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A Comparative Study to Analyze the 5 Times Sit-To-Stand Test Performance in Healthy Individual vs. Diabetic Neuropathy Patient
ISSN: 2329-9096

International Journal of Physical Medicine & Rehabilitation
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  • Research Article   
  • Int J Phys Med Rehabil 2019, Vol 7(4): 518

A Comparative Study to Analyze the 5 Times Sit-To-Stand Test Performance in Healthy Individual vs. Diabetic Neuropathy Patient

Chaitany Patel*, Greeva Andharia and Priyangi Patel
Department of Physiotherapy, Shree B. G. Patel College, Sardar Patel University, Anand, Gujarat 388001, India
*Corresponding Author: Chaitany Patel, Department of Physiotherapy, Shree B. G. Patel College, Sardar Patel University, Anand, Gujarat 388001, India, Tel: +919173127664, Email: [email protected]

Received Date: Jun 18, 2019 / Accepted Date: Jun 26, 2019 / Published Date: Jul 05, 2019

Abstract

Purpose: To obtain the normal time period for 5 time sit-to-stand in diabetic neuropathy patients.

Objectives: To study the performance of 5 time sit-to-stand test in healthy individual and diabetic neuropathy patient and compare the 5 time sit-to-stand test performance in healthy individual and diabetic neuropathy patient.

Methods: Cross Sectional Study design assigned by convenient sampling with 30 Subjects in each group.

Outcome measure: Five times sit to stand test.

Results: The average time of 5 time sit to stand test taken by healthy individual was 14.36 seconds and diabetic neuropathy patients was 21.06 seconds.

Conclusion: The aim of the study is to compare the time taken by healthy individual and diabetic neuropathy with the help of 5 time sit-to-stand test. We conclude that diabetic neuropathic patients take more time compare to healthy individual to complete 5 time sit-to-stand test.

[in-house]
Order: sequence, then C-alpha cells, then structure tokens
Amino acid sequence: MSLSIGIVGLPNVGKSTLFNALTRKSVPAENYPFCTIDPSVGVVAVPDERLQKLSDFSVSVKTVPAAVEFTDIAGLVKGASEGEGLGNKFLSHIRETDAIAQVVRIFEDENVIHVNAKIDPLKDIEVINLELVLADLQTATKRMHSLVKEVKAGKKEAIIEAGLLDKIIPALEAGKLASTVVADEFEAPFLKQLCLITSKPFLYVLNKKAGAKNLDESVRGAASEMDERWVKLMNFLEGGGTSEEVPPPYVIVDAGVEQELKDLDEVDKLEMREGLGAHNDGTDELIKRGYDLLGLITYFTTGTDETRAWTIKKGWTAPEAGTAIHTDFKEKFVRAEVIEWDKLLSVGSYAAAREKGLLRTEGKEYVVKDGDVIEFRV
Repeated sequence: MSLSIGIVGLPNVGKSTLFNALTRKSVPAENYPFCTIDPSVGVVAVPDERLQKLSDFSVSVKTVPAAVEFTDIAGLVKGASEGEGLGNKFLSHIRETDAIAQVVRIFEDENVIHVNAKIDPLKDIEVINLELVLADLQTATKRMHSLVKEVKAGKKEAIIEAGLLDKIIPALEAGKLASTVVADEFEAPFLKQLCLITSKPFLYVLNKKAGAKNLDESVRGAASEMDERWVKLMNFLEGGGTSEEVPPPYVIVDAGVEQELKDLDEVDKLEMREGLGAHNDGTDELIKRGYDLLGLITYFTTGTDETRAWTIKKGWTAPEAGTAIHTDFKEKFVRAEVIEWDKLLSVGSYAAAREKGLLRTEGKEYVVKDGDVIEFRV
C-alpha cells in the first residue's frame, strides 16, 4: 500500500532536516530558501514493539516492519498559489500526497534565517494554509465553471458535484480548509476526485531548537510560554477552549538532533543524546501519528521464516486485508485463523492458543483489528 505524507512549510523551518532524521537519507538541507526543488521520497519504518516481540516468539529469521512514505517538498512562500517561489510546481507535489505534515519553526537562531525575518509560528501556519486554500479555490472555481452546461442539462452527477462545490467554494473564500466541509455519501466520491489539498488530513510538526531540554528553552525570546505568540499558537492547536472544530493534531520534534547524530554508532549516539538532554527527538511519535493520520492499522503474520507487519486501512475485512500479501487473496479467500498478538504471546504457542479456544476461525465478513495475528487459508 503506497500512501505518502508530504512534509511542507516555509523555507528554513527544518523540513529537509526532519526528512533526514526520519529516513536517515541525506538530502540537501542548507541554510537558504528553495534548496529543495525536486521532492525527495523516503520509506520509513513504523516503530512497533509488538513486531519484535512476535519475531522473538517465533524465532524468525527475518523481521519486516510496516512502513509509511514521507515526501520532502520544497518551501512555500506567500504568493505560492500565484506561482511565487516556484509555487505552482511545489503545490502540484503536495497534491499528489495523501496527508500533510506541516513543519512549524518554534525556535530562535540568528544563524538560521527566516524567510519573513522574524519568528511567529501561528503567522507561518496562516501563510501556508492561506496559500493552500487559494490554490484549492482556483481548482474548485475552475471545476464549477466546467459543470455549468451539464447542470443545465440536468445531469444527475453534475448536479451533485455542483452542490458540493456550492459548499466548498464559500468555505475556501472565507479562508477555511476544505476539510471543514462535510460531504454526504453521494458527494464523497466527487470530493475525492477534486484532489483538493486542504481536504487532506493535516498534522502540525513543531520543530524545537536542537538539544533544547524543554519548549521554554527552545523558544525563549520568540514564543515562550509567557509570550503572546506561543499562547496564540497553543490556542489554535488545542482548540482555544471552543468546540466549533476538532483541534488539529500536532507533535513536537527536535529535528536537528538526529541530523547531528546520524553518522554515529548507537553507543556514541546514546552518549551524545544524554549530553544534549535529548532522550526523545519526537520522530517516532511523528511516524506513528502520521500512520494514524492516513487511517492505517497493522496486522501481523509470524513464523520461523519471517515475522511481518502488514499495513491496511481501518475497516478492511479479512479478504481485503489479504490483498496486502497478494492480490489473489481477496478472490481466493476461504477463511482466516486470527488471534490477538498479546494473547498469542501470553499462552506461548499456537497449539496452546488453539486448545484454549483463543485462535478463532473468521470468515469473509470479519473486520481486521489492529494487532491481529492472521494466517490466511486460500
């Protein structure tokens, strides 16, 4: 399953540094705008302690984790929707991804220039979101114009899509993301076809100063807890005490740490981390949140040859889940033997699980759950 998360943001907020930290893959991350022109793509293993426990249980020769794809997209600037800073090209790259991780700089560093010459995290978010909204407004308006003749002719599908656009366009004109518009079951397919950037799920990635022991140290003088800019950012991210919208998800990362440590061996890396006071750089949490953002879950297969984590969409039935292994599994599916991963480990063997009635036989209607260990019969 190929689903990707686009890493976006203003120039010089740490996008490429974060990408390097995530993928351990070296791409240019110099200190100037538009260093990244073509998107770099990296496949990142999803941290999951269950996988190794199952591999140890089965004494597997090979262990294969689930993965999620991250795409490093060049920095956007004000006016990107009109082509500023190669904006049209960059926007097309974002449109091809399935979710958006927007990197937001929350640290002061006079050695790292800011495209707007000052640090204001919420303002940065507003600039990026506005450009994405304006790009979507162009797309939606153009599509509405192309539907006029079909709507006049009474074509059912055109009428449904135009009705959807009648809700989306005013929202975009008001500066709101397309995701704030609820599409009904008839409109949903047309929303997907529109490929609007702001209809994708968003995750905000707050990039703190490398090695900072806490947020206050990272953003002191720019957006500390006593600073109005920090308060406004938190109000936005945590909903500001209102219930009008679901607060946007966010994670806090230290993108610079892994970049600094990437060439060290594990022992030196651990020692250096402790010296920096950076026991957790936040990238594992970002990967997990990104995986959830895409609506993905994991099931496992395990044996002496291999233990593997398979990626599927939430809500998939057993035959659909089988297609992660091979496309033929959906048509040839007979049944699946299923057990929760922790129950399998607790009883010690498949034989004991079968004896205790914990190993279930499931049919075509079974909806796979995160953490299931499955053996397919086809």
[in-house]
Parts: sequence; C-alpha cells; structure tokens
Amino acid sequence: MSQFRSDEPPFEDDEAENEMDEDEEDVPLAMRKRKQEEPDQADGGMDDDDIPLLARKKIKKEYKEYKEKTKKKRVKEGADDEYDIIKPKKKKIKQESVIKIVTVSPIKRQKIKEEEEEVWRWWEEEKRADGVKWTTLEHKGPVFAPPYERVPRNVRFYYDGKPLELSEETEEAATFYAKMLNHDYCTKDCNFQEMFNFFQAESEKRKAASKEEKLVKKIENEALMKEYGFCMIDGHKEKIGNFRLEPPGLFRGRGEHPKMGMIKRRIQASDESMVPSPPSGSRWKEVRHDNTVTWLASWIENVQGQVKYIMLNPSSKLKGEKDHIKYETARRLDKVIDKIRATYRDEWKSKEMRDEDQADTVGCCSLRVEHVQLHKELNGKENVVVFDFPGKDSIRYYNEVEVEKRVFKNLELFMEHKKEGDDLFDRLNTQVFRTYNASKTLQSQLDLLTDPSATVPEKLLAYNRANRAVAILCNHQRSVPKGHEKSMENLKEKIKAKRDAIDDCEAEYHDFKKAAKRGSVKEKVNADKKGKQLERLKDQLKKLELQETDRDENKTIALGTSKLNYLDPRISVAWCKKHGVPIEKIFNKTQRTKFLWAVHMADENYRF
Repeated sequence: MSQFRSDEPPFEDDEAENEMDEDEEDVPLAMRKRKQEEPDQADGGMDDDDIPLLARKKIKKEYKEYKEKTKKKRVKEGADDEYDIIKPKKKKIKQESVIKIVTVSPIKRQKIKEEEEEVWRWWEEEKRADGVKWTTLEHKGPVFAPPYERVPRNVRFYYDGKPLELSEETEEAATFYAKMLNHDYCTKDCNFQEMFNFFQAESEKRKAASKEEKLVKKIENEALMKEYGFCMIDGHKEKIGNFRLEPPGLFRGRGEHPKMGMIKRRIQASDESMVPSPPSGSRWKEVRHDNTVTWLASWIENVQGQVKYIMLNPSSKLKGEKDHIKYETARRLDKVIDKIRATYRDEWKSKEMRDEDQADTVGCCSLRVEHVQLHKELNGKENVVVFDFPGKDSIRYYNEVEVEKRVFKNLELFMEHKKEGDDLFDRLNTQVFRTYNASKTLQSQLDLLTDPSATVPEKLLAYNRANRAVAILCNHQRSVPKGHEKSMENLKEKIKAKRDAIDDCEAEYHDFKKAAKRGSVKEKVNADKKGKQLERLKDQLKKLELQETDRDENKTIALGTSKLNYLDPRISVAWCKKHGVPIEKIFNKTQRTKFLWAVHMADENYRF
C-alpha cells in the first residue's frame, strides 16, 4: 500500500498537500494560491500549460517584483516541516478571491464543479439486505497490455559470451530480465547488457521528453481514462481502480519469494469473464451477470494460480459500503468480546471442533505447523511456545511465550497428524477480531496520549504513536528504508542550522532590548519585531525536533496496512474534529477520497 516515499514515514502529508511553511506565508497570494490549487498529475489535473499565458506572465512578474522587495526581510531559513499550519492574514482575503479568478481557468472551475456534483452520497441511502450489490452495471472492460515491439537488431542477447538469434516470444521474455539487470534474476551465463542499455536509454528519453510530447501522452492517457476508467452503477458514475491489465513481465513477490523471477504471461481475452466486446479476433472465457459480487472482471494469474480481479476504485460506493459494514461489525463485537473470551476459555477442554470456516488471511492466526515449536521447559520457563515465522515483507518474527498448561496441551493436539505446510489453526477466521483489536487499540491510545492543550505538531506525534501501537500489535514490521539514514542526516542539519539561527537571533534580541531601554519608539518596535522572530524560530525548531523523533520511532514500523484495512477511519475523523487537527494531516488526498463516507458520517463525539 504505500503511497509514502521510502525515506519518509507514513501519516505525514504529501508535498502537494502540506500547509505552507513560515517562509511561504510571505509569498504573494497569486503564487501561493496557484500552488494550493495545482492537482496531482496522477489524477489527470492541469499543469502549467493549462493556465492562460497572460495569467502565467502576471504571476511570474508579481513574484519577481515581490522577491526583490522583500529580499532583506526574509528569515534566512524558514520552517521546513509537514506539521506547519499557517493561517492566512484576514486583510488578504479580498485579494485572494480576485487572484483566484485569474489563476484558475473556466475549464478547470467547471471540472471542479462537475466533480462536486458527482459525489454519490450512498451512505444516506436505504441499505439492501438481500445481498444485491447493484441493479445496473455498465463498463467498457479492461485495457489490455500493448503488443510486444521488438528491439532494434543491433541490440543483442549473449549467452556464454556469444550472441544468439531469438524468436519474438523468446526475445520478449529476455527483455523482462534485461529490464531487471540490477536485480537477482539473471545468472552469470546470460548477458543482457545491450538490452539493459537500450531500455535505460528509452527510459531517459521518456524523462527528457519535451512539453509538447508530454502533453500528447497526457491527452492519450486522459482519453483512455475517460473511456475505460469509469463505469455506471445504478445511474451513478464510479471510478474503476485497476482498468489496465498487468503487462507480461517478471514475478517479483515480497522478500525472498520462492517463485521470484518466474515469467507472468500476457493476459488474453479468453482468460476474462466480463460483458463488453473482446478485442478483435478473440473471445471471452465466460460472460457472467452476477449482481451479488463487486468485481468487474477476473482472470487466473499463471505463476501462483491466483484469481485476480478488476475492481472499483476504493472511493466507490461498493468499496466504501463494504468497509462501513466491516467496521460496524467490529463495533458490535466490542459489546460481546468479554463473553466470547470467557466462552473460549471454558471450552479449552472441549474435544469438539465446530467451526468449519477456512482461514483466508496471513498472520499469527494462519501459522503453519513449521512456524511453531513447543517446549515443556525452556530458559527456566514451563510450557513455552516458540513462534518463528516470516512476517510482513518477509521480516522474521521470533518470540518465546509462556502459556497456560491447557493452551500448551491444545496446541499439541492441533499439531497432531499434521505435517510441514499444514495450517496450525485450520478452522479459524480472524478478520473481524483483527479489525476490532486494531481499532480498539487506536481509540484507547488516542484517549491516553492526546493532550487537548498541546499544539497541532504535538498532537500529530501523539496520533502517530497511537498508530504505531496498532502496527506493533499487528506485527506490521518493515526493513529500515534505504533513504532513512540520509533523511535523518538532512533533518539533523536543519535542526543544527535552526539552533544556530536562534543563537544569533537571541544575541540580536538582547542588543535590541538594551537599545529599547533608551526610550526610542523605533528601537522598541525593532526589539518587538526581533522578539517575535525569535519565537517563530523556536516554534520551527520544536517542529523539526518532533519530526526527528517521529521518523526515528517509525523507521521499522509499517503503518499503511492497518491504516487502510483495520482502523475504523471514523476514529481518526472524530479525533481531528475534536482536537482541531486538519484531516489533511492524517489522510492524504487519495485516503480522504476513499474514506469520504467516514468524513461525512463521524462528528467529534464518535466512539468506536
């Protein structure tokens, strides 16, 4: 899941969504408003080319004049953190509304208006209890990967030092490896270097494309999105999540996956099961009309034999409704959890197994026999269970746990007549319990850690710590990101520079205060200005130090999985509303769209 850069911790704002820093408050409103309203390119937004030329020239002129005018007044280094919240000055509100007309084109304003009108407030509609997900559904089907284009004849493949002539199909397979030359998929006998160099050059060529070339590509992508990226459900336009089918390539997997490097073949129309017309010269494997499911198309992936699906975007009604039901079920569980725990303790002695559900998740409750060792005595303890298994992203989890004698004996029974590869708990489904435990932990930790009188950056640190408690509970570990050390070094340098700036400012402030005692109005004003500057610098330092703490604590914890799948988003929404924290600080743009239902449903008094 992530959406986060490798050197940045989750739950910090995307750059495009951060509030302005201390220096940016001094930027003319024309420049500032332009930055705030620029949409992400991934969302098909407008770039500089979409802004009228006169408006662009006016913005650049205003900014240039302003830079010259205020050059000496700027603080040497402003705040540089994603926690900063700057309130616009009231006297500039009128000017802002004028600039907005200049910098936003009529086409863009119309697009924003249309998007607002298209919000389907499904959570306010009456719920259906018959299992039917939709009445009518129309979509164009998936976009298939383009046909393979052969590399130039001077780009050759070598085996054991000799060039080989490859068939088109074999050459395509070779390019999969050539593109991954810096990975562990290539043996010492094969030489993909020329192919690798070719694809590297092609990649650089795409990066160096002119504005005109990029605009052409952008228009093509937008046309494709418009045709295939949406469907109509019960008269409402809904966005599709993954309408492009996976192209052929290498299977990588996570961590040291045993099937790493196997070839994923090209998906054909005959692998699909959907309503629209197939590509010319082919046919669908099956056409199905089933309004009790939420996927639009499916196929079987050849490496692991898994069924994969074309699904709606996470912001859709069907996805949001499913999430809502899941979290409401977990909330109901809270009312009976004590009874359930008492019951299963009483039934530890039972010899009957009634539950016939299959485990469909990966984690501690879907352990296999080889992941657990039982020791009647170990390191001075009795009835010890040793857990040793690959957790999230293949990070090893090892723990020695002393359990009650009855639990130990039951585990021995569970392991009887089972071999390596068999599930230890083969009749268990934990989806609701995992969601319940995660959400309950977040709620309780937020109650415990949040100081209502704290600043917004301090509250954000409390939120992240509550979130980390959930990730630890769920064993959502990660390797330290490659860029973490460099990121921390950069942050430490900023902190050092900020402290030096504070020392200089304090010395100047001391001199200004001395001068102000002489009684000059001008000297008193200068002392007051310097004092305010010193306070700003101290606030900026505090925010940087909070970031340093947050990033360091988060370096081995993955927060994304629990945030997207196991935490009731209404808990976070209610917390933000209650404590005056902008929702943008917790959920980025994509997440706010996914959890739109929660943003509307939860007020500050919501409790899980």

Keywords: Sit to stand; Five times sit to stand test; Diabetic neuropathy; Healthy individual

Introduction

Diabetes mellitus is a metabolic disease that is characterized by elevated levels of blood glucose. Already 2000 years ago, the ancient Greek physician Arateus of Cappadocia gave the first complete description of diabetes and concluded that “life with diabetes is short, disgusting and painful” [1]. India has earned the dubious distinction of being termed the “Diabetes capital of the world” with number of patients expected to cross 79.4 million by year 2030 [2].

There are two distinct types of diabetes mellitus: type 1 (DM1) and type 2 diabetes mellitus (DM2).

Ten percent of all patients with diabetes have DM1 which in most (but not all) cases develops during childhood or adolescence. This type of diabetes is the result of an autoimmune destruction of the insulin producing beta cells in the pancreas. The vast majority of the patients with diabetes mellitus suffer from DM2. This metabolic disorder is characterized by high blood glucose levels.

(Hyperglycaemia) due to insulin resistance and relative lack of insulin.

There are several risk factors in the development of DM2, such as family history (genetic predisposition), intrauterine environment, obesity, diet and physical inactivity.

Edward Horton concluded in 1983 in his review that “Environmental factors such as excessive caloric intake altered dietary composition, physical inactivity and the process of aging, may contribute to the development of noninsulin-dependent diabetes mellitus in the genetically predisposed subject” [3].

Diabetic neuropathy (DN) is a nerve damaging disorder associated with diabetes. This condition is thought to be result from micro ascular injury involving small blood vessels that supply to the nerve (vas nervorum) in addition to macro vascular condition that can culminate in diabetic neuropathy. Neuropathy frequently results in significant morbidities such as a pain, loss of sensation, foot ulcers, gangrene and amputations which is much feared sequel that results in hospitalizations [4]. Postural instability in diabetic sensory neuropathy (DSN) patients is usually attributed to the lack of accurate proprioceptive feedback (sensory ataxia) from the lower limbs [5].

Diabetes is highly prevalent in older people, and its prevalence is expected to increase substantially in the next decades [6]. About 79% live in low- and middle-income countries. The number of people with diabetes increases to 451 million if the age is expanded to 18-99 years. If these trends continue, by 2045, 693 million people 18-99 years, or 629 million of people 20-79 years, will have diabetes [7].